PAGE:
Orders Issued under Section 4 of the Bank Holding Company Act

By Frierson, Robert deV. | Federal Reserve Bulletin, February 2014 | Go to article overview

Orders Issued under Section 4 of the Bank Holding Company Act


Frierson, Robert deV., Federal Reserve Bulletin


Investors Bancorp, MHC

Short Hills, New Jersey

Investors Bancorp, Inc.

Short Hills, New Jersey

Order Approving the Acquisition of a Mutual Savings and Loan Holding Company FRB Order No. 2013-16 (December 23, 2013)

Investors Bancorp, MHC ("Investors MHC"), and Investors Bancorp, Inc. ("Investors Bancorp," and jointly with Investors MHC, "Investors"), both of Short Hills, New Jersey, have requested the Board's approval under section 4(c)(8) and 4(j) of the Bank Holding Company Act of 1956, as amended ("BHC Act"), and section 225.4 of the Board's Regulation Y (1) to acquire Gateway Community Financial, MHC ("Gateway MHC") and its wholly-owned subsidiary, Gateway Community Financial Corporation ("GCF," and jointly with Gateway MHC, "Gateway"), and thereby indirectly acquire Gateway's subsidiary savings association, GCF Bank, all of Sewell, New Jersey. Immediately following the proposed acquisition, GCF Bank would be merged into Investors Bancorp's subsidiary bank, Investors Bank, Short Hills, New Jersey. (2)

Notice of the proposal, affording interested persons an opportunity to submit comments, has been published (78 Federal Register 35271 (2013)). The time for filing comments has expired, and the Board has considered the application and all comments received in light of the factors set forth in section 4 of the BHC Act.

Investors, with consolidated assets of approximately $15.4 billion, is the 77th largest insured depository organization in the United States, controlling approximately $10 billion in consolidated deposits. Investors Bank operates in New Jersey and New York. Investors Bank is the 10th largest depository institution in New Jersey, controlling deposits of approximately $8.7 billion, which represent 3 percent of the total deposits of insured depository institutions in the state. (3) Investors Bank is the 53rd largest insured depository institution in New York, controlling deposits of approximately $1.3 billion, which represent less than 1 percent of the total deposits of insured depository institutions in the state.

GCF, with total consolidated assets of $301 million, controls GCF Bank, which operates in New Jersey. GCF Bank is the 77th largest insured depository institution in New Jersey, controlling deposits of approximately $272 million, which represent less than 1 percent of the total deposits of insured depository institutions in that state.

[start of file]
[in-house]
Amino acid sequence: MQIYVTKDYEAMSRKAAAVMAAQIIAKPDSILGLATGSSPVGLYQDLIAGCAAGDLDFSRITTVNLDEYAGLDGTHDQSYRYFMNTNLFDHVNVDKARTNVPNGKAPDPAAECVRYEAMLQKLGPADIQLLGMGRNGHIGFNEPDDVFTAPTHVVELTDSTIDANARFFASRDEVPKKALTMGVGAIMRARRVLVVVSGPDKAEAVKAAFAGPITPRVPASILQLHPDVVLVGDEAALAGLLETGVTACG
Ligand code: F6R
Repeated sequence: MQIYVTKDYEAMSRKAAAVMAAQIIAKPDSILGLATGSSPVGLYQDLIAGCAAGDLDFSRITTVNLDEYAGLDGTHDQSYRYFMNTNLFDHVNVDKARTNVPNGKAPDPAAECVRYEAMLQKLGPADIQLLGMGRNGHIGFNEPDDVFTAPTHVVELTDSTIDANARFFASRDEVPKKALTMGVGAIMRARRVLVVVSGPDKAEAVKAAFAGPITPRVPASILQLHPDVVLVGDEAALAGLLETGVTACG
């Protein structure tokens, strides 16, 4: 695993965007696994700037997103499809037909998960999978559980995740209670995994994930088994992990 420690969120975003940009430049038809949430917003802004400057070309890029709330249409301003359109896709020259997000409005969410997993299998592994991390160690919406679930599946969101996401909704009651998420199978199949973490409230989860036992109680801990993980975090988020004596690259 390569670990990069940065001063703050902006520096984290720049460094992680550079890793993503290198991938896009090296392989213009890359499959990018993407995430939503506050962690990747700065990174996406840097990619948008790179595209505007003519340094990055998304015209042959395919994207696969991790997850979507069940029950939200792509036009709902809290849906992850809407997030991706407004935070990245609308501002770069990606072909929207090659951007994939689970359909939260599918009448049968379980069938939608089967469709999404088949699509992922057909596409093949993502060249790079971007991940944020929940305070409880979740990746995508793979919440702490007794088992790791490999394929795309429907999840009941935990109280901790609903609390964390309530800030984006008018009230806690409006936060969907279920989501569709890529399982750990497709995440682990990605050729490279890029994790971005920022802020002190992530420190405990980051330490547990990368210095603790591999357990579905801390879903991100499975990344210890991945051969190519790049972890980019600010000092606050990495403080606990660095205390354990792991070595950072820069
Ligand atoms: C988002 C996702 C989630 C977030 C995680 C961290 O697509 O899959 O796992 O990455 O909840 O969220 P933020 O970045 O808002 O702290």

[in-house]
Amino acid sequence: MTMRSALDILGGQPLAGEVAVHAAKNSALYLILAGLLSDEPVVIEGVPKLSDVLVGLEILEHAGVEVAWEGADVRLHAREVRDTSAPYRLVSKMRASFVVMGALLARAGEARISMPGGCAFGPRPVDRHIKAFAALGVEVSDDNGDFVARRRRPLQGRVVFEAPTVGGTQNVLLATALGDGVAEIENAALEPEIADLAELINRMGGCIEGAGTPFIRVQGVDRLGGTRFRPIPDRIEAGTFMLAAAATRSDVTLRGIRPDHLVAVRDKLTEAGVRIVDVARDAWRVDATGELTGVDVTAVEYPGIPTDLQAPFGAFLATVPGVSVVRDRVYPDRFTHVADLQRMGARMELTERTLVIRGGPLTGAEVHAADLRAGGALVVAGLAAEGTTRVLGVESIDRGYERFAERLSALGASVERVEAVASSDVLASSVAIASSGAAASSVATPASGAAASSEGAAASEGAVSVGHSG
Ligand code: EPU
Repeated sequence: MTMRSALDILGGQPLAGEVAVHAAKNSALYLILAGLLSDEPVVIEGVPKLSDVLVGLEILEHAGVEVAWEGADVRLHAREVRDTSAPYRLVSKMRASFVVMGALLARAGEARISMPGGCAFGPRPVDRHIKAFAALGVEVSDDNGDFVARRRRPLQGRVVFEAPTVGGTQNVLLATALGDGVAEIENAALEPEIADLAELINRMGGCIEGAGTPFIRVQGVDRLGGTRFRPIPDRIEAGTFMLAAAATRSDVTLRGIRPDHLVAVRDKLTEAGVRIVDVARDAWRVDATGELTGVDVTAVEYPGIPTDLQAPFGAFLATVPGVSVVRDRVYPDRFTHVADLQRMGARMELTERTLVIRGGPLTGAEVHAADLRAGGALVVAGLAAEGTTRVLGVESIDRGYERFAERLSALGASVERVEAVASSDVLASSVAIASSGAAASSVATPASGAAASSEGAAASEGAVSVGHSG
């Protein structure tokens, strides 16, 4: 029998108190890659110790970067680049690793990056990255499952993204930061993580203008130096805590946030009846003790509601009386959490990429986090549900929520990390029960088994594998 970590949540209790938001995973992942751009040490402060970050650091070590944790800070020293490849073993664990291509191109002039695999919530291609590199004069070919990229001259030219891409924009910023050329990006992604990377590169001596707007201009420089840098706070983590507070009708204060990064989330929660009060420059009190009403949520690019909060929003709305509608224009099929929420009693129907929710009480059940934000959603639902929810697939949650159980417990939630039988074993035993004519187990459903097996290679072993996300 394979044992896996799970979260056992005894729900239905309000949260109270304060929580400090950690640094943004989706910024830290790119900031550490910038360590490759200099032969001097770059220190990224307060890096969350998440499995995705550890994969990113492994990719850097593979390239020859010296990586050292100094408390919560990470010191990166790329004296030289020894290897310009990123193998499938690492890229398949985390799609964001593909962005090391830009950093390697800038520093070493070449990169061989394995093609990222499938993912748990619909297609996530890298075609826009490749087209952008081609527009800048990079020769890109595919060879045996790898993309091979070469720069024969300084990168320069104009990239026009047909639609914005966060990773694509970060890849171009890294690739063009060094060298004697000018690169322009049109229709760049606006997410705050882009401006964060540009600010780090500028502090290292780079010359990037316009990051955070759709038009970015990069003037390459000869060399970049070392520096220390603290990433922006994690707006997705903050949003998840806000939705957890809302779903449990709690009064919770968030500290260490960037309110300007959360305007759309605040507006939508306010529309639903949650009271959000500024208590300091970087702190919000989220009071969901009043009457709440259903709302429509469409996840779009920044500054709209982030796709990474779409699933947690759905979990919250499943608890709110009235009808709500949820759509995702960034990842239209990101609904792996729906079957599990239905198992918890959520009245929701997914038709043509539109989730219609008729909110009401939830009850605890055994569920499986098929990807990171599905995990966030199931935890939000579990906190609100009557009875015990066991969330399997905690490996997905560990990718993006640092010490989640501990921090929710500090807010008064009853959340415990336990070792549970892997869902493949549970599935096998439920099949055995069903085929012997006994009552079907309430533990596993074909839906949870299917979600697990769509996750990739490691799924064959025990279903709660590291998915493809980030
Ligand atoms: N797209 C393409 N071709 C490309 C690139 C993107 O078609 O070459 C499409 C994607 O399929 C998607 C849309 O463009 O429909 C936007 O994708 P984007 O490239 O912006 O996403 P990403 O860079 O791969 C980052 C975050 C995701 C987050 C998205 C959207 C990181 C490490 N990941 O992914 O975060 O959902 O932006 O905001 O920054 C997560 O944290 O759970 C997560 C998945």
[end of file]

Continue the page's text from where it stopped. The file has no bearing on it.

On consummation of this proposal, Investors would remain the 77th largest depository organization in the United States, controlling consolidated assets of approximately $15.7 billion, which represent less than 1 percent of the total amount of assets of insured depository institutions in the United States. In New Jersey, Investors Bank would remain the seventh largest insured depository institution, controlling deposits of approximately $9 billion, which would represent 3 percent of the total deposits of insured depository institutions in the state.

Factors Governing Board Review of the Transaction

The Board previously has determined by regulation that the operation of a savings association by a bank holding company is closely related to banking for purposes of section 4(c)(8) of the BHC Act. (4) The Board requires that savings associations acquired by bank holding companies or financial holding companies conform their direct and indirect activities to those permissible for bank holding companies under section 4(c)(8) of the BHC Act. (5) Investors has committed that Gateway and the nonbanking subsidiary that Investors proposes to acquire engage in activities that will conform to those permissible under section 4 of the BHC Act and Regulation Y.

Section 4(j)(2)(A) of the BHC Act requires the Board to consider whether the proposed acquisition of Gateway "can reasonably be expected to produce benefits to the public, such as greater convenience, increased competition, or gains in efficiency, that outweigh possible adverse effects, such as undue concentration of resources, decreased or unfair competition, conflicts of interest, unsound banking practices, or risk to the stability of the United States banking or financial system. …

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